The Commissioner has established afive-step sequential evaluation process*fn4 to determine whether an individual is disabled as defined under the Social Security Act. See 20 C.F.R. §§ 416.920, 404.1520. The United States Supreme Court recognized the validity of this analysis in Bowen v. Yuckert, 482 U.S. 137, 140-142, 107 S.Ct. 2287, 96 L.Ed.2d 119 (1987), and it remains the proper approach for analyzing whether a claimant is disabled.
While the claimant has the burden of proof as to the first four steps, the Commissioner has the burden of proof on the fifth and final step. See Bowen, 482 U.S. at 146 n. 5; Ferraris v. Heckler, 728 F.2d 582 (2d Cir.1984).
The final step of the inquiry is, in turn, divided into two parts. First, the Commissioner must assess the claimant's job qualifications by considering his or her physical ability, age, education, and work experience. Second, the Commissioner must determine whether jobs exist in the national economy that a person having the claimant's qualifications could perform. See 42 U.S.C. § 423(d)(2)(A); 20 C.F.R. §§ 416.920(g); 404.1520(g); Heckler v. Campbell, 461 U.S. 458, 460, 103 S.Ct. 1952, 76 L.Ed.2d 66 (1983).
1. The Commissioner's Decision
In this case, the ALJ made the following findings with regard to factual perform his past work. Finally, if the claimant is unable to perform his past work, the [Commissioner] then determines whether there is other work which the claimant could perform.
Berry v. Schweiker, 675 F.2d 464, 467 (2d Cir. 1982) (per curiam); see also Rosa v. Callahan, 168 F.3d 72, 77 (2d Cir. 1999); 20 C.F.R. §§ 416.920, 404.1520.
Based on the entire record, the Court recommends remand for failure to fully information as well as the five-step process set forth above: at step one, the ALJ found that Plaintiff had not engaged in substantial gainful activity as of her April 7, 2006 application date (R. at 12). At step two, the ALJ found Plaintiff's "status post arthroscopic surgery of the left knee, borderline intellectual functioning, dysthymic disorder and history of crack cocaine dependence" to be severe impairments. Id. The ALJ determined at step three that Plaintiff "d[id] not have an impairment or combination of impairments that me[t] or medically equal[ed] one of the listed impairments in 20 CFR Part 404, Subpart P, Appendix I" (R. at 13). The ALJ concluded that Plaintiff's "statements concerning the intensity, persistence and limiting effects of [her] symptoms [we]re not credible to the extent they [we]re inconsistent with the residual functional capacity assessment" (R. at 16). At step four, the ALJ found that Plaintiff retained "the residual functional capacity to perform light work as defined in 20 CFR 416.967(b) except that the claimant [wa]s limited to simple, one step tasks" (R. at 15). Plaintiff was a younger individual when she applied and had no past relevant work (R. at 18). Based on Medical-Vocational Rule 202.17,*fn5 the ALJ determined that there were jobs in the national economy in significant numbers that Plaintiff could perform (R. at 19). Ultimately, the ALJ found that Plaintiff was not under a disability at any time through the date of his decision. Id.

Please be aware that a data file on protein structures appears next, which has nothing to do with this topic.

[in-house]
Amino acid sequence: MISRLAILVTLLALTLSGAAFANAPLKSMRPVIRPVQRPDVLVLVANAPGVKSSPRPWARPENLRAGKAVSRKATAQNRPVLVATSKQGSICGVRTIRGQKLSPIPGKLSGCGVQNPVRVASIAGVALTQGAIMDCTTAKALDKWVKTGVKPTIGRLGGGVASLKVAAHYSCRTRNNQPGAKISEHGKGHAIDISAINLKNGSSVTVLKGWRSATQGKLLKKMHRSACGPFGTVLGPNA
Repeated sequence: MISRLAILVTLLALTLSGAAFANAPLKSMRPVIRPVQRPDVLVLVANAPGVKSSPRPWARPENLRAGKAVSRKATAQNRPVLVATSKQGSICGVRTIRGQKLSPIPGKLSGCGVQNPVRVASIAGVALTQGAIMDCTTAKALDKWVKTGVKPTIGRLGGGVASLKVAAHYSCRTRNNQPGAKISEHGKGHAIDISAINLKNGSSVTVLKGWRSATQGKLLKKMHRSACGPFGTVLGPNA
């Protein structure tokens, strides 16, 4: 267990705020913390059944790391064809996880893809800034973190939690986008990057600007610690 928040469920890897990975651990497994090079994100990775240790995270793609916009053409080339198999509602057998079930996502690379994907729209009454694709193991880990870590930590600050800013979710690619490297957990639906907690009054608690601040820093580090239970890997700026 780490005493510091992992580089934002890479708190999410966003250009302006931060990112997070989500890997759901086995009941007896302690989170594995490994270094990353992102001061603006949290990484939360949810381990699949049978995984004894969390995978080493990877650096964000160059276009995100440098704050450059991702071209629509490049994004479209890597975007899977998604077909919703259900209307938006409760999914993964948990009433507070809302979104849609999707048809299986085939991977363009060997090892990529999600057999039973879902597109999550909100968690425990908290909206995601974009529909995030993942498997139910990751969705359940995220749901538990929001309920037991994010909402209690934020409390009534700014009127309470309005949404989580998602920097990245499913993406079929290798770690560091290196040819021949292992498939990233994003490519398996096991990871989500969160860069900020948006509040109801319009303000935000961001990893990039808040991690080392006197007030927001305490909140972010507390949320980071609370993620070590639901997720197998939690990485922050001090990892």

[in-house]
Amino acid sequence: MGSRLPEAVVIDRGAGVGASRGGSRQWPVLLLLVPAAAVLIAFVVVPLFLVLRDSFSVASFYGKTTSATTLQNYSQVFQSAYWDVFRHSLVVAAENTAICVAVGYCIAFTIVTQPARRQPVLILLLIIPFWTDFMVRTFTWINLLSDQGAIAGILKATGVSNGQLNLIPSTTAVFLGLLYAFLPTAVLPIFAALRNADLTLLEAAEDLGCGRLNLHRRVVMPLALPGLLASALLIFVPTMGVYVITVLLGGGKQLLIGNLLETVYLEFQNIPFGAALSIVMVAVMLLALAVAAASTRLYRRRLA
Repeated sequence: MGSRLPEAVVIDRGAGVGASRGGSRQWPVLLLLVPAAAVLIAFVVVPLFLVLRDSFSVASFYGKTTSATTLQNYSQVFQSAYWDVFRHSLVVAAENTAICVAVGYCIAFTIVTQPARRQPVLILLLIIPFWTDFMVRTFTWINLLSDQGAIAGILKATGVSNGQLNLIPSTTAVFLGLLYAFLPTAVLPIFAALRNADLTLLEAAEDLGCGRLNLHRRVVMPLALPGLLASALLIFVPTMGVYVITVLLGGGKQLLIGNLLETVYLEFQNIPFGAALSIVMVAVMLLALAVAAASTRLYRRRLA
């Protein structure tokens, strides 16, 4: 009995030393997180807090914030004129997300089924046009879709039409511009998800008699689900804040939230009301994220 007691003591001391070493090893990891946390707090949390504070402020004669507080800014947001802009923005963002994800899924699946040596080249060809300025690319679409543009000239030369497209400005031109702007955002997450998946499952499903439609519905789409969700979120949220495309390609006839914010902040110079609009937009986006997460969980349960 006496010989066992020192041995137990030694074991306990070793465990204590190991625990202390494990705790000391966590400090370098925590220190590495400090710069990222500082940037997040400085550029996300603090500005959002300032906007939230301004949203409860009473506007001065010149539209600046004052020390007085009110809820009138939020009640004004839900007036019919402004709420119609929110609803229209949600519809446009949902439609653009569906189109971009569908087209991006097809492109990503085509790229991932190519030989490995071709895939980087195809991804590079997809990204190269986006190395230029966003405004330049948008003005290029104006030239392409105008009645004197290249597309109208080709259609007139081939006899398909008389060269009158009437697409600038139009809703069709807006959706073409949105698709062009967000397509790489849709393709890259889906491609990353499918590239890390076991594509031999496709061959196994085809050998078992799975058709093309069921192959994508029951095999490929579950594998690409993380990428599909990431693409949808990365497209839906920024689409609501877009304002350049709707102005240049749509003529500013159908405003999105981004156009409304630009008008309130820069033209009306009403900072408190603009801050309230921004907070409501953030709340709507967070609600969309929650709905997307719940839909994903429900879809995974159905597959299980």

2. Plaintiff's Claims
Plaintiff argues that the decision of the ALJ is neither supported by substantial evidence nor made in accordance with the applicable legal standards. Specifically, Plaintiff argues that a) the ALJ erred in failing to obtain treatment notes from Plaintiff's treating social worker; b) the ALJ erred in failing to grant Plaintiff's treating social worker controlling weight; c) the ALJ erred at step three of the sequential analysis; d) the residual functional capacity ("RFC") assessmentwas not supported by substantial evidence; and e) the ALJ erred in finding Plaintiff not disabled based on the Medical-Vocational Guidelines.